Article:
## Fitting NLMEGMs

### Software

There are several programs for fitting NLMEGMs. Stegman et al. (2018) review four R packages including nlme (Pinheiro et al., 2017), lme4 (Bates et al., 2015), saemix, and brms (Buerkner, 2016). Comets et al. (2017) made additional comparisons of nlme and lme4 to saemix. Generally, saemix was found to converge to a solution more frequently than nlme and lmer (Comets et al, 2017) but may require longer processing time (Stegman et al., 2018). The brms package utilizes a Bayesian framework that allows incorporation of prior knowledge; however, such information may not be readily available for fitting NLMEGMs. NLMEGMs can also be fit using Mplus and SAS, as demonstrated by Grimm and Ram (2009). The saemix package was selected for demonstration because 1) R is free and open source, providing up-to-date advancements without financial burden and 2) saemix was found to perform better regarding convergence than rival R packages.

### saemix

The stochastic approximation expectation maximization algorithm uses Markov Chain Monte Carlo processes to determine the likelihood and the model parameters that maximize it in an iterative fashion (see Comets et al., 2017 for details). As a result, model convergence can be evaluated using plots. The algorithm functions in such a way that the possible parameter space is explored to a point after which the iterations quickly converge to a final solution. Plots of these iterations can be used to evaluate convergence.

Comets et al. (2017) provide detailed documentation for conducting an analysis using saemix. We provide a brief overview here and, in our examples, explain details of how each specification changes to accommodate answering each research question. Prior to running an analysis, the package requires one function and two objects be specified: 1) the nonlinear growth function, 2) an saemix data object, and 3) an saemix model object. The nonlinear growth function is the mathematical formula of the nonlinear growth trajectory with parameters to be estimated. Once this object is specified, there is no need to modify it unless the nonlinear growth function is changed (e.g., from Gompertz to Logistic). The program requires a saemix data object rather than a standard data frame. A standard data frame contains variables of different scales as would be needed in modeling applications; the saemix data object in addition contains information specific for applications using saemix, such as designating which variable is the outcome, which are covariates, and what variable indicates the individual for whom repeated measures are available (an ID variable). The saemix data object should be oriented in long-format, with repeated measures for the same individual recorded in subsequent rows. After specifying the saemix data object, the saemix model object contains information concerning starting values, which of the growth parameters are to be explained by covariates, and whether variances and covariances of the growth parameters are to be estimated.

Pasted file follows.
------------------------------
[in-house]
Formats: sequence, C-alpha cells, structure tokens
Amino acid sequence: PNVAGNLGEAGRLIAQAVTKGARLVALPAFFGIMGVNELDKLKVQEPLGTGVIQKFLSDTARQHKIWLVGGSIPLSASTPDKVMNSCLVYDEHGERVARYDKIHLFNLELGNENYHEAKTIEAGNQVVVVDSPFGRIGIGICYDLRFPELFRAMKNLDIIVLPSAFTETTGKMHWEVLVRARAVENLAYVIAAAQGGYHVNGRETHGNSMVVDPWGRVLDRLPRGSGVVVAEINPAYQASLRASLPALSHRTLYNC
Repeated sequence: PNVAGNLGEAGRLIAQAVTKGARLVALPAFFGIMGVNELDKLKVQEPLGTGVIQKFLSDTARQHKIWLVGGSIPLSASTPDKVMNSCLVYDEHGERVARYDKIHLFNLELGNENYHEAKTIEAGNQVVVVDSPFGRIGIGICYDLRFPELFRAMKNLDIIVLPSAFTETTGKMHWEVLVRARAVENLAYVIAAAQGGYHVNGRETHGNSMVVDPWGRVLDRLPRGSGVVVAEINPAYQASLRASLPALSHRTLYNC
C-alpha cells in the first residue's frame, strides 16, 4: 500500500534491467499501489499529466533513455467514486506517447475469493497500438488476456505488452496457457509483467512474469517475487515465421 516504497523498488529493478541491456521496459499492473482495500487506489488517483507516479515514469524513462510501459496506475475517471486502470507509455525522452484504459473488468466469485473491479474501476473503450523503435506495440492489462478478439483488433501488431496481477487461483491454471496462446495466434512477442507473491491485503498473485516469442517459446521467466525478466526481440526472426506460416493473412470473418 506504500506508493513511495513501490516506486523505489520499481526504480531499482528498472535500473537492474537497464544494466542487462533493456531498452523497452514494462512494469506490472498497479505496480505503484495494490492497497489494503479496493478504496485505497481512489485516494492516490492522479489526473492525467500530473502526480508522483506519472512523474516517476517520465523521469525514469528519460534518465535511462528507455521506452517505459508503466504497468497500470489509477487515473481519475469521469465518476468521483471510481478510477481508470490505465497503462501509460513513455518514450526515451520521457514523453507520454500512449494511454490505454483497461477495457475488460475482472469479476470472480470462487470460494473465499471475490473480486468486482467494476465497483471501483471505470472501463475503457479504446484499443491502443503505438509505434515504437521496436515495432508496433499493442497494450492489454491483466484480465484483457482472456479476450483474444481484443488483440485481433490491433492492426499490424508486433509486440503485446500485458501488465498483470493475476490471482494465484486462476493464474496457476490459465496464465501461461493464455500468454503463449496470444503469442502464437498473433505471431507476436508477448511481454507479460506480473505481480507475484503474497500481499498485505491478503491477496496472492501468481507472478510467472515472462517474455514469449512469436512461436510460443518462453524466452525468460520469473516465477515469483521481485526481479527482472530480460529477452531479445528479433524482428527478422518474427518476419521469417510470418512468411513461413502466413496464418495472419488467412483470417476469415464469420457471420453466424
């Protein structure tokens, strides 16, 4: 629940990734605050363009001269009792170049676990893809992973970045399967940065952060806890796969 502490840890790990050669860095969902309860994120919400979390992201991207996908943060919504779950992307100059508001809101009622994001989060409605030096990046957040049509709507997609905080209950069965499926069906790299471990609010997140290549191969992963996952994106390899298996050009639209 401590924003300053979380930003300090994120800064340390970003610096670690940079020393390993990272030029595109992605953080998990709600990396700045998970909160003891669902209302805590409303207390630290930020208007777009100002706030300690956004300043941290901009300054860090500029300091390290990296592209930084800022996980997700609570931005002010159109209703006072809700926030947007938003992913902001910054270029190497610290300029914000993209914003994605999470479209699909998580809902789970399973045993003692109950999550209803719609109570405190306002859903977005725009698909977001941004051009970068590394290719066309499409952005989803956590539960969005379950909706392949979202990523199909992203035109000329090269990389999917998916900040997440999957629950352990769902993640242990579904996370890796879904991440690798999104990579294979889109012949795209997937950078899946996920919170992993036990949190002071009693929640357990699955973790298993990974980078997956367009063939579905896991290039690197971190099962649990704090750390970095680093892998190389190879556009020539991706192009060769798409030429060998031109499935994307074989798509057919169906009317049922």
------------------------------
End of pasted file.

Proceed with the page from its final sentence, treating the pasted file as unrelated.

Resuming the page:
### Starting Values

The starting values selected can have an impact on model estimates (Grimm & Ram, 2009). Good starting values provide the iterative estimation procedure with values that are close to the true value, enabling the algorithm to arrive at an accurate solution more quickly. One proposed method for determining starting values is to first fit a simplified version of the final model. The estimated values of growth parameters from the simpler model could then be used as starting values in the more complex model. Another possibility is to simply plot the data and, with knowledge of each parameter’s meaning, make an educated guess of the value for each parameter.

### Model Comparisons

Like other mixed models fit with maximum likelihood, model comparisons can be made using Akaike information criterion (AIC; Akaike, 1973), Bayesian information criterion (BIC; Schwarz, 1978), and a nested models likelihood ratio test (LRT). AIC and BIC are penalized likelihood values, such that the likelihood is increased for each additional parameter estimated in the model. The model with the lower AIC and BIC is deemed the better fitting of two rival models. The LRT is used to evaluate the increase in fit when models are nested, producing a p-value, the null hypothesis of which is equal fit. Such nested models occur when covariates have been added to a model and the goal is to evaluate if the addition of covariates yields statistically significant improvement in model fit. Rejecting the null hypothesis indicates that the more complex model is preferred.

### Diagnostics

The normalized prediction distribution error (NPDE) was developed for assessing non-linear mixed models. Comets et al. (2008) describe in detail the procedure for calculating NPDE but we provide here some guidance for evaluating the distribution of NPDE. If the model fits the data well, then the distribution of NPDE will be standard normal. Plots standard in evaluating ordinary least squares (OLS) residuals can be used, including Q-Q plots to evaluate normality of the NPDE and plots of predicted values versus NPDE values. Criteria are generally the same as for OLS regression; plots should indicate that the NPDE are normally distributed homogeneously across predicted values.

## Example